Richard Marius Joseph Greene (25 August 1918 – 1 June 1985) was a noted English movie and television actor. A matinee idol who appeared in more than 40 films, he was perhaps best known for the lead role in the long-running British TV series The Adventures of Robin Hood, which ran for 143 episodes from 1955 to 1960.
Greene was a Roman Catholic of Irish and Scottish ancestry, and was born in Plymouth, Devon, England. His aunt was the musical theatre actress Evie Greene. His father, Richard Abraham Greene and his mother, Kathleen Gerrard, were both actors with the Plymouth Repertory Theatre. A descendant of four generations of actors, Greene was educated at Cardinal Vaughan Memorial School in Kensington, London, and left at age 18. He started his stage career as the proverbial spear carrier in Shakespeare's Julius Caesar in 1933. A handsome young man, Greene added to his income by modelling shirts and hats.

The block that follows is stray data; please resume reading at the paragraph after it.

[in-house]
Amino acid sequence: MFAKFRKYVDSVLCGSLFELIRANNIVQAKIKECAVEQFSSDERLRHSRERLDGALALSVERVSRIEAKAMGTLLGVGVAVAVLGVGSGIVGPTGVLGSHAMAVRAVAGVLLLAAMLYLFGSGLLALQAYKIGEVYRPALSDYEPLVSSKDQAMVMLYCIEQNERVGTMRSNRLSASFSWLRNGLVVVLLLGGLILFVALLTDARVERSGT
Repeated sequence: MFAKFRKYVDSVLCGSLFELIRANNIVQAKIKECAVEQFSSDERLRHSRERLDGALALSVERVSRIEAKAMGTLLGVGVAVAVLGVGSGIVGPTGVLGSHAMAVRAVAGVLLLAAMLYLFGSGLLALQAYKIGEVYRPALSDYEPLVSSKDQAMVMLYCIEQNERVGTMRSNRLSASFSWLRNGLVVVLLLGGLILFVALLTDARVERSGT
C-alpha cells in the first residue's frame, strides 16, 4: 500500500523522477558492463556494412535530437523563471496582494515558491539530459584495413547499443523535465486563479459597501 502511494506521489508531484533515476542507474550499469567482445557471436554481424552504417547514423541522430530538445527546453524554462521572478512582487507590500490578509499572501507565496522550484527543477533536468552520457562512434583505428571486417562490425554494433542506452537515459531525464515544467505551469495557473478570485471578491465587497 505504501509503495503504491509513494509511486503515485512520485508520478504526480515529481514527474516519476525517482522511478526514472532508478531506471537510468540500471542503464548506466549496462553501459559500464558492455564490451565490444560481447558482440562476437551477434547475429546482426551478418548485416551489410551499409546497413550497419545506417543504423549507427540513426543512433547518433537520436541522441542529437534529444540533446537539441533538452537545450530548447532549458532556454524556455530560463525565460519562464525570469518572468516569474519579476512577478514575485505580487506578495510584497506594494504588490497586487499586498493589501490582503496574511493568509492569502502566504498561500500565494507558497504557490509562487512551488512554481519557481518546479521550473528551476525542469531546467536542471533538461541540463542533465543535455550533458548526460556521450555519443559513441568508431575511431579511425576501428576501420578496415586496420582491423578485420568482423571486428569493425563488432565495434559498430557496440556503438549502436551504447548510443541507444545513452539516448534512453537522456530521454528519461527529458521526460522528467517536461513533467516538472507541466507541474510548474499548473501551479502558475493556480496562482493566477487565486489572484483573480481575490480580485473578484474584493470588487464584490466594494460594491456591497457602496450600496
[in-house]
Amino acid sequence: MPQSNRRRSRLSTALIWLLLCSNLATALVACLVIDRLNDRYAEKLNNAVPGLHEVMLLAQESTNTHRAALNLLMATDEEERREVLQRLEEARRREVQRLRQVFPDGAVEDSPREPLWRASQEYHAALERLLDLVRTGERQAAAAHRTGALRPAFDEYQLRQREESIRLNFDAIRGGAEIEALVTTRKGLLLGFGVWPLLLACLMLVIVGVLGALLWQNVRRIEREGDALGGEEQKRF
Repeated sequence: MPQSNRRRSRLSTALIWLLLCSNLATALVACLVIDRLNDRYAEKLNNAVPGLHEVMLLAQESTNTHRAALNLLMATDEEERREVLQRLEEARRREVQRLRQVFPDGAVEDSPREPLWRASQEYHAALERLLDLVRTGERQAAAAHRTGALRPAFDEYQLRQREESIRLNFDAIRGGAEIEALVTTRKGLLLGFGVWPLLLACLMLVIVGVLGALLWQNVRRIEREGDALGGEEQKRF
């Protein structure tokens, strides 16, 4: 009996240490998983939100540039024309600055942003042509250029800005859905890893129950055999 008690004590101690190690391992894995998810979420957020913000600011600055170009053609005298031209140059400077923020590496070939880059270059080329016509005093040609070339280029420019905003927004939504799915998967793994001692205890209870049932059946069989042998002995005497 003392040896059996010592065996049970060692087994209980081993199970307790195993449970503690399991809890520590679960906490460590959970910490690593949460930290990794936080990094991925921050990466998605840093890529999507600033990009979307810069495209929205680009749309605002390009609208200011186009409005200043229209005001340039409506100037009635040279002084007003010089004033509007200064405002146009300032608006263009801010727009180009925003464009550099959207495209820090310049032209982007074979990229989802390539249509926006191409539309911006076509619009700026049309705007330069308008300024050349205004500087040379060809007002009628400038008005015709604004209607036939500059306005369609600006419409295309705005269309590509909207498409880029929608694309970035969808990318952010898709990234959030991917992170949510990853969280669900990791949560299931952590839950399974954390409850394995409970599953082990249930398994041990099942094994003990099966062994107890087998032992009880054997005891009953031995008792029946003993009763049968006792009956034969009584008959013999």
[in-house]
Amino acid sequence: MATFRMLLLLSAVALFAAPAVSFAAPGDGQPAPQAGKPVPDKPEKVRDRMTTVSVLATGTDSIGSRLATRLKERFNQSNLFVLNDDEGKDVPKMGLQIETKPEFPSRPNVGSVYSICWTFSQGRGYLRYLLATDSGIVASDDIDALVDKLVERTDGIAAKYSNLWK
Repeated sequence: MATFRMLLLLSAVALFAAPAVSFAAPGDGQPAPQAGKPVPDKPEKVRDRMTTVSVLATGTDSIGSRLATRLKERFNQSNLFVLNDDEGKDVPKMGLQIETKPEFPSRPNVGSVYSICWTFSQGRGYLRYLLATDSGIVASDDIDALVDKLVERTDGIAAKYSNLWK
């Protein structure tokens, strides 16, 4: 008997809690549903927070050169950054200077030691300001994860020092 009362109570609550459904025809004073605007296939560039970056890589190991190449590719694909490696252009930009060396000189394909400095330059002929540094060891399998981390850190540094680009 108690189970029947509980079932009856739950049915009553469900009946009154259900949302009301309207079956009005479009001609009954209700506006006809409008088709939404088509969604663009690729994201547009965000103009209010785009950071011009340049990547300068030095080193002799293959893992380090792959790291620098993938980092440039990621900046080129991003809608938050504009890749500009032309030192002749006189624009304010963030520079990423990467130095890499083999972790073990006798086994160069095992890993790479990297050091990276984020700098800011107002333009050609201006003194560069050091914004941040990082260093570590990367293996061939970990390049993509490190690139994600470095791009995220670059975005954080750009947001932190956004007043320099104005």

Greene joined the Jevan Brandon Repertory Company in 1936. He won accolades in the same year for his part in Terence Rattigan's French Without Tears, which brought him to the attention of Alexander Korda and Darryl F. Zanuck. At 20, he joined 20th Century Fox as a rival to MGM's
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